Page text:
Words are put in the wrong order, strange words are used from a list of possible alternatives or the language is too colloquial to even translate. The biggest problem with online translators, however is that they cannot distinguish context. Your document may have been accurately translated but you are still at a loss in terms of what it actually means or what you are supposed to do next.
Knocking your confidence
Learning a language in the native country is without a doubt the best way to do it. You’ll be surprised how quickly you will pick up phrases and new vocabulary, but you need to be prepared for plenty of tilted heads, amused smiles and baffled expressions as you struggle to get your point across.
Nobody wants to look or sound silly and it is frustrating when you can’t express yourself in another language when you know exactly what you want to say: ‘you can tell they [the locals] are laughing from the inside when you hand over your badly translated document. […] After a while it really knocked my wife’s confidence.’ This makes dealing with really important issues like your healthcare or education seem all the more challenging to deal with alone.
Bilingual friend to the rescue
So what are you left with? Struggling to understand your important bills and documentation on your own sounds exhausting and hiring a professional translator seems rather extreme. For Greg, this was when his bilingual friend came to the rescue: ‘Once my wife became friends with a bilingual woman everything became easy. We could ask her everything from local terminology to how we should fill out our tax income forms.’ Greg mentioned that although their friend was a life-saver, it seemed that other people were asking this woman for help too. He began to feel like he was pushing the limits of their friendship.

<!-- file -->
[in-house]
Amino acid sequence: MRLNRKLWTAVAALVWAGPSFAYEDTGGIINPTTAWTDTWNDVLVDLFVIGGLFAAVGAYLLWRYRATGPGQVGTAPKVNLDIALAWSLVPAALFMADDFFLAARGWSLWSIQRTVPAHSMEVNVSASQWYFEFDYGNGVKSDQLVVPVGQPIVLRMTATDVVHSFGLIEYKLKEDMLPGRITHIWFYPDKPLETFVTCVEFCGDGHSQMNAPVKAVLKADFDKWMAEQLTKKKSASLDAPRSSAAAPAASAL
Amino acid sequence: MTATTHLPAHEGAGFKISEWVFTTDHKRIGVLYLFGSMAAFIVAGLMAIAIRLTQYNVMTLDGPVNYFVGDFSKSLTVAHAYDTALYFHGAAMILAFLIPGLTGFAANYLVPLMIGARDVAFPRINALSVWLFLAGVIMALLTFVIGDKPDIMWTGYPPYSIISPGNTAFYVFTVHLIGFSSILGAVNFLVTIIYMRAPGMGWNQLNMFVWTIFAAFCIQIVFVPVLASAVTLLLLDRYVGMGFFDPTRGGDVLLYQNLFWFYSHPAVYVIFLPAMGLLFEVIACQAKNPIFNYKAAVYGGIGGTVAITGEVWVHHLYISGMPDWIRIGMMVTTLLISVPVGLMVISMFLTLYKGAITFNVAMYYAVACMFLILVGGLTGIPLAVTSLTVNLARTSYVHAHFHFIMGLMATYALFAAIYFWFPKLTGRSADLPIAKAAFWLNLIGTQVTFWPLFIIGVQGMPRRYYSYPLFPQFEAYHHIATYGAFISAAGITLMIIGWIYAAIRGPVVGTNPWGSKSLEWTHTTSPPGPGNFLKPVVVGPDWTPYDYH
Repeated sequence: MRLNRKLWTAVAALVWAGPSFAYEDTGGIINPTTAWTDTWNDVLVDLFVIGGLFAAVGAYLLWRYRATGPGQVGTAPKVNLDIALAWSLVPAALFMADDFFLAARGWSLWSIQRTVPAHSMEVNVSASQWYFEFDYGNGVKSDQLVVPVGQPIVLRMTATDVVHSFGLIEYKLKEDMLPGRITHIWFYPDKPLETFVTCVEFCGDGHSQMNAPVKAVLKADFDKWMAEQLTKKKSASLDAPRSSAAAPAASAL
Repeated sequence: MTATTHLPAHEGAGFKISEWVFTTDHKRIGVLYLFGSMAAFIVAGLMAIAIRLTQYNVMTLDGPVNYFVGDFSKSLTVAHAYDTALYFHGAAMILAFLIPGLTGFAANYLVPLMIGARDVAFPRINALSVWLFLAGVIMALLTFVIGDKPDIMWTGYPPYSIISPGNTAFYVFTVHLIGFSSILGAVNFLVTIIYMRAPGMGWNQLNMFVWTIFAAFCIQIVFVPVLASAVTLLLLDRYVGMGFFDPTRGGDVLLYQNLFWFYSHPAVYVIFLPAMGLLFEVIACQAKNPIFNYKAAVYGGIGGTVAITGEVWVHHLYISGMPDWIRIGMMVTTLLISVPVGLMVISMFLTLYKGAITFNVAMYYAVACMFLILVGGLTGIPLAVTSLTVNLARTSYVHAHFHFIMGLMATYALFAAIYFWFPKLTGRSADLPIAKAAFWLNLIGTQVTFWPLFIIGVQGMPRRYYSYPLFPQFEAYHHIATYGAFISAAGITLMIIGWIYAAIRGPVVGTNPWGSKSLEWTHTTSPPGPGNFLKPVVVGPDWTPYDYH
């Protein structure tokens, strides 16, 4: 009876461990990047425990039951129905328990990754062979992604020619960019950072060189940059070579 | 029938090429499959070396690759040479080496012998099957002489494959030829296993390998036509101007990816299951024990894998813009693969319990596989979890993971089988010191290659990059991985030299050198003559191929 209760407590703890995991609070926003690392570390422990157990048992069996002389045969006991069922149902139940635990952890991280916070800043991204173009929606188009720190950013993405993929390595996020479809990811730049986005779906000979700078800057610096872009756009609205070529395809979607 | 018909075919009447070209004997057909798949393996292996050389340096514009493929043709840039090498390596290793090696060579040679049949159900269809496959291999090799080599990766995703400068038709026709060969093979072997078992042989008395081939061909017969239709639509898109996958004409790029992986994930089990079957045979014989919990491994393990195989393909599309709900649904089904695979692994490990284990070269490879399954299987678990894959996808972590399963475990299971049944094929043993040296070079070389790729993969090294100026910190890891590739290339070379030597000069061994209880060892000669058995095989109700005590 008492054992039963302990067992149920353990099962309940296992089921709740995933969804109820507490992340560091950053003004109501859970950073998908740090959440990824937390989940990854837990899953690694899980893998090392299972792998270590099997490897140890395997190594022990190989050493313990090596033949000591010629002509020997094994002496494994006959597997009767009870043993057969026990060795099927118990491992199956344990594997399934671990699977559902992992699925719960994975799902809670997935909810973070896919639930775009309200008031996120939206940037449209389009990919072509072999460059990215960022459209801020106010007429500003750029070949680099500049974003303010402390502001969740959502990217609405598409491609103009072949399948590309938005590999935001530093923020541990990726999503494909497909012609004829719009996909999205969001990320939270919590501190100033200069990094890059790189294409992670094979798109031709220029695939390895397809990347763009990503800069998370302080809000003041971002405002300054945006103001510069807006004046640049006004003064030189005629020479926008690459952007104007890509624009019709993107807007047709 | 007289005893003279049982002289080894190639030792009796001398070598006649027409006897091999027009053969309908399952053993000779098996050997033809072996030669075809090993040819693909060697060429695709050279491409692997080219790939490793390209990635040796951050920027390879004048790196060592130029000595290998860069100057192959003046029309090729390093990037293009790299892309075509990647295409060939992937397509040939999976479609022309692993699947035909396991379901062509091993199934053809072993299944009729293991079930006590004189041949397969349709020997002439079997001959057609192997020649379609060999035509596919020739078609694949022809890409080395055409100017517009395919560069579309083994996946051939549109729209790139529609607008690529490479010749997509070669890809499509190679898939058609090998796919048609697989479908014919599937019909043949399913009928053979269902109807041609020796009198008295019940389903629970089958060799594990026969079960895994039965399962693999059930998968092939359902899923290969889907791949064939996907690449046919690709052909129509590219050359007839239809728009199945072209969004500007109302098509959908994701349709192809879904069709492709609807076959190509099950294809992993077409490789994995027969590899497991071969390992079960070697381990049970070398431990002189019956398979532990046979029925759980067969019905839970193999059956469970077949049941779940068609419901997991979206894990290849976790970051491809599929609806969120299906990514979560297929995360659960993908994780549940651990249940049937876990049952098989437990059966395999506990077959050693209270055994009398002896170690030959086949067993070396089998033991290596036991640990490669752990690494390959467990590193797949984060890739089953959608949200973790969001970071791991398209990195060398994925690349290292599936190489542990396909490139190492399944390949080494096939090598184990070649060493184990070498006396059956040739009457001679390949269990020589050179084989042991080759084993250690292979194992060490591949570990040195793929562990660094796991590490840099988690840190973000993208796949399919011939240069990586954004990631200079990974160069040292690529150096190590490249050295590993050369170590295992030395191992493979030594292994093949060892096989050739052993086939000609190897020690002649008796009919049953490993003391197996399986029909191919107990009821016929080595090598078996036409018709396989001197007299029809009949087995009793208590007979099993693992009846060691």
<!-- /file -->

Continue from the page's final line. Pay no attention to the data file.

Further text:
I grew up and went to school in the Netherlands where it’s obligatory to learn at least one foreign language at school. All my friends can speak English, so I never really thought about it being particularly useful. It was only after going to the United States however, that I realised that it was a good skill to have. So many people told me how they envied me because I was fluent in English and Dutch, and how they have always wanted to speak another language.
Instead of envying someone for their ability to speak more than one language, expats should feel lucky to have a bilingual friend. Bilinguals have the ability to bridge the gap between expats and locals. Now that I live in Spain, I’m grateful for my bilingual friends who really help me out when I get lost in translation. There is also the added bonus that I have the opportunity to practice the language and find out where all the locals hang out!
Quotes taken from an interview with Greg Hamilton, an expat living in France. He is the founder of Setlr, a real-time human translation service which connects the expat to a bilingual helper who can translate, write and explain anything that you need to make your expat life easier.